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Join Jillian in discussing a few keys to building a collaborative team culture remotely! If you are someone who has a team already and you care about the people who you’ve been trusted with, and you want to build that collaborative community inside of your business where people rave about what it’s like to work with you, then tune in, this episode is for you.
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Read the Transcript:
Welcome back to The Grace-Filled CEO Podcast. Today I’m chatting about how to build a collaborative team culture remotely. If you are someone who has a team already and you care about the people who you’ve been trusted with, and you want to build that collaborative community inside of your business where people rave about what it’s like to work with you, then, this episode is for you. This episode is also for you if you are on someone’s team and in charge of building team, collaboration, and culture. Typically this could be a COO, a business manager, or anyone who has some supervisor responsibilities. And let’s not forget that at the end of the day if we are on a team, then we want to be a part of the collaboration in the team culture-building process. We want to be a contributor not just a bystander, so let’s gear up for an awesome episode about building teams well. Let’s get to it.
Alright friends, this is such a cool topic because there are so many people who have started their business thinking they would just be a solopreneur and then they started to see some success, maybe the work kept building and you realized that you needed more people on your team. And maybe you got excited that you were ready to bring people into the fold to help you serve who you feel called to serve. Or maybe you pushed back on that. Maybe you thought, I run a household in a calendar and kids activities and I just don’t want to manage more people. But somehow you have found your way into this really amazing collaborative space where women business owners are supportive in sharing our gifts with each other and generously supporting each other‘s businesses and breaking competition at its roots. That is the space that we are in and that’s pretty incredible if you ask me.
I’m extremely grateful for it and reflect on that a lot. And then sometimes I get overwhelmed by the, “OK, this is going well, but now what? Now what do I do?” I’ve been blessed with this amazing business, I’ve been blessed with people who are bought into my mission, and I’ve been blessed with amazing people to help me grow this thing. But I have no experience or idea of how to build a team culture. I’ve got your back because as someone who has been in multiple levels of other people’s businesses from administrative to organizational and strategic to coach, I can tell you that it is so much easier than I assure you are making it out to be. It’s so approachable and attainable and you can do it in these four ways that I’m about to share with you. I know time is precious so you know I’m gonna get to the point.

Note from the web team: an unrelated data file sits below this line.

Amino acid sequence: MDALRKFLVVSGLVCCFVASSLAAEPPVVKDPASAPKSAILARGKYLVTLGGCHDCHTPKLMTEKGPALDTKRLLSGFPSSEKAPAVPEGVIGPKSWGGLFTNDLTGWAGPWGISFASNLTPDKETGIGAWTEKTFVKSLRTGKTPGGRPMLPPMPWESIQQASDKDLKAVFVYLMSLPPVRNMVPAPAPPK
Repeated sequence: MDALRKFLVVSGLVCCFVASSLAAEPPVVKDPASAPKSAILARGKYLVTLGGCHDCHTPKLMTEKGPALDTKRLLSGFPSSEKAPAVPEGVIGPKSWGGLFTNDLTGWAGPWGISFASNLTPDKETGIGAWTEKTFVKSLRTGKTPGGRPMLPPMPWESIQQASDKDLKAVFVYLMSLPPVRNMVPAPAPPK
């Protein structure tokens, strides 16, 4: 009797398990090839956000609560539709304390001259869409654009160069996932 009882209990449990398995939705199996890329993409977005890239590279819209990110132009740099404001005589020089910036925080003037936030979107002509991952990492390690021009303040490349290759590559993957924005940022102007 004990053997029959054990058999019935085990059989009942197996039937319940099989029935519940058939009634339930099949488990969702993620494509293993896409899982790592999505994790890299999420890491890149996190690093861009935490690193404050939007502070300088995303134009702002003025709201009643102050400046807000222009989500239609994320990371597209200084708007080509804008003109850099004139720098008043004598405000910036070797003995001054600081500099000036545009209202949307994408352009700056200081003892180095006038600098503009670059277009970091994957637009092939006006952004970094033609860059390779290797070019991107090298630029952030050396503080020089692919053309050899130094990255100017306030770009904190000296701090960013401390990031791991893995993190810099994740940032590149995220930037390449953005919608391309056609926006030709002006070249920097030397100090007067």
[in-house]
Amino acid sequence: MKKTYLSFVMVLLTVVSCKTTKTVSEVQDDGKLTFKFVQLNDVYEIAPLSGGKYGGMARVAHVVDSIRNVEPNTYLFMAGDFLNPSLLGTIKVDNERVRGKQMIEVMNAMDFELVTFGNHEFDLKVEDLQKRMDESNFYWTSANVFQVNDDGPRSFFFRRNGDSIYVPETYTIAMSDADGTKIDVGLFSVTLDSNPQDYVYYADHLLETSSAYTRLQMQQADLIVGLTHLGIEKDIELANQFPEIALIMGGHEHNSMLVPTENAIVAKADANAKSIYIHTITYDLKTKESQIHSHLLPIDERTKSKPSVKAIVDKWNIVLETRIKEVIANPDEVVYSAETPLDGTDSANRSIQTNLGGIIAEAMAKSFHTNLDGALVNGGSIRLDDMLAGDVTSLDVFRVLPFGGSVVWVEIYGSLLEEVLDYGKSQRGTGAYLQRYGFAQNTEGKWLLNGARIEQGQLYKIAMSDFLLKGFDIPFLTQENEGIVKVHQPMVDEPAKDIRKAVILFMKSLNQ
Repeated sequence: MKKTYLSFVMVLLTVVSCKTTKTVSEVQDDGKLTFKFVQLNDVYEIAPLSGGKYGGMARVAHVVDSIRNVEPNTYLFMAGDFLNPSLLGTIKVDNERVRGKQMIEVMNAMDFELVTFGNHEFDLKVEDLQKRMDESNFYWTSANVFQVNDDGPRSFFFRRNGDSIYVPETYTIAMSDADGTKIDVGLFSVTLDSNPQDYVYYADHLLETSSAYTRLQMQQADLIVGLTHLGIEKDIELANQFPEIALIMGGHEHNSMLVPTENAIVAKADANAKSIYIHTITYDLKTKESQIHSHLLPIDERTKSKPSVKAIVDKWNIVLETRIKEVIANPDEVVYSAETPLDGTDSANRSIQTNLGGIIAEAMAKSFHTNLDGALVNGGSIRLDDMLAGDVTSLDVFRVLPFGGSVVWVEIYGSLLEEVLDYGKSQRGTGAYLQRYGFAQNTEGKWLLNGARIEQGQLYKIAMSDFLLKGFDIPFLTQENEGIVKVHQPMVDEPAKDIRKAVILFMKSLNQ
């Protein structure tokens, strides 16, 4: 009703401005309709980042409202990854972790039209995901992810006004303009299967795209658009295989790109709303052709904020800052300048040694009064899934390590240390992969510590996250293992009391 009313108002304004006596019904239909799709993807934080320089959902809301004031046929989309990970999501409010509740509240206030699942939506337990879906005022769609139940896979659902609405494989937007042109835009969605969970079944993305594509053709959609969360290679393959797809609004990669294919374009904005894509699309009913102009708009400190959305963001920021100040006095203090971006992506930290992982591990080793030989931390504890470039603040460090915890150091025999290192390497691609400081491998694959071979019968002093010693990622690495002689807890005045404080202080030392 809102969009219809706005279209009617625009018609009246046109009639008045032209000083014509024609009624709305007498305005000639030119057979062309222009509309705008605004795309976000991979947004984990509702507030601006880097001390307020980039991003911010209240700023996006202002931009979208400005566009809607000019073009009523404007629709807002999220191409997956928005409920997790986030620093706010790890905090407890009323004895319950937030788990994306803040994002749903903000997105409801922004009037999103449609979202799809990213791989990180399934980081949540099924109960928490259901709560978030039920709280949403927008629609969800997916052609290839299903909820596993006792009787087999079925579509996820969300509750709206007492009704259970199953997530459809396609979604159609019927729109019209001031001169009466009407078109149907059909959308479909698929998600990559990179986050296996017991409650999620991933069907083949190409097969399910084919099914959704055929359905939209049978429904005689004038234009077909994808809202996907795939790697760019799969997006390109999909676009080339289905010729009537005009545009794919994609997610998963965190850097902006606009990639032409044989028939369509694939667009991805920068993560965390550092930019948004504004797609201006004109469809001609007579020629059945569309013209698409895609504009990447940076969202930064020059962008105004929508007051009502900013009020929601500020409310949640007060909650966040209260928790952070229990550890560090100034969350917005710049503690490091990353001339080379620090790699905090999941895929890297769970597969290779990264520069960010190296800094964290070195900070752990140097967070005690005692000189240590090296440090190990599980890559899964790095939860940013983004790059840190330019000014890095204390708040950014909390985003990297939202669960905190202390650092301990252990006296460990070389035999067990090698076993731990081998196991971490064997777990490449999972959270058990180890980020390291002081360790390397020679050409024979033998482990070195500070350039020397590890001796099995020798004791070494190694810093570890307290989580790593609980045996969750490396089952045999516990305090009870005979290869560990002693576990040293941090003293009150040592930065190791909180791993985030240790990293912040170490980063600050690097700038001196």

Ok, the first thing that we need to do in order to build a strong team culture that is collaborative is giving your team access. Now not everyone needs access to everything and not everyone needs access to you. But I’m not just talking about access to you I am talking about access to all of the tangible things in your business. Like your Google Drive or your filing system or your inbox, or your schedule. The list goes on of all the things that make your business work. As I said, not, everyone needs access to everything. But the most important thing is to determine who needs access to what to be successful in their job.
This is going to require trust.
If you’re the business owner, it’s gonna require you to be vulnerable and trust the people on your team. If you are in a support role in someone’s business, it’s going to require you to be trustworthy and to build that trust through the work that you do together, trust is absolutely necessary to move forward in this. If you are lacking trust on your team, I want you to identify why. Is it because this person is not the best fit for the role that they’re in? Is there something about this person who doesn’t sit well with you? Is this person’s values different than yours? Does this person embody the values of your company? And lastly, does this person have buy-in to the mission of your business?
If any of those answers is no, then that needs to be your starting point because you do not need to give access to anyone that you do not trust with that access. Being wise in this is going to save you a lot of heartache and money in the long run because if you have to remove a bad egg from your team after they’ve had access that could result in so much more complicated struggles that will likely cost you more money.
Once you explore the trust factor, I want you to make sure that everyone on your team has appropriate access to the things that they need access to so that you/they can:
- Protect your time and energy.
- Be successful in their role.
The next thing I want you to do is to build SOPs for your team members. Now this doesn’t fully fall on you. Sometimes other people on our team can produce SOPs for the next person and if that is a possibility, say yes to it. Allow it to happen When you’ve got the right people on your team they’re gonna want to take things off of your plate so they’re trying to do that. Please say yes.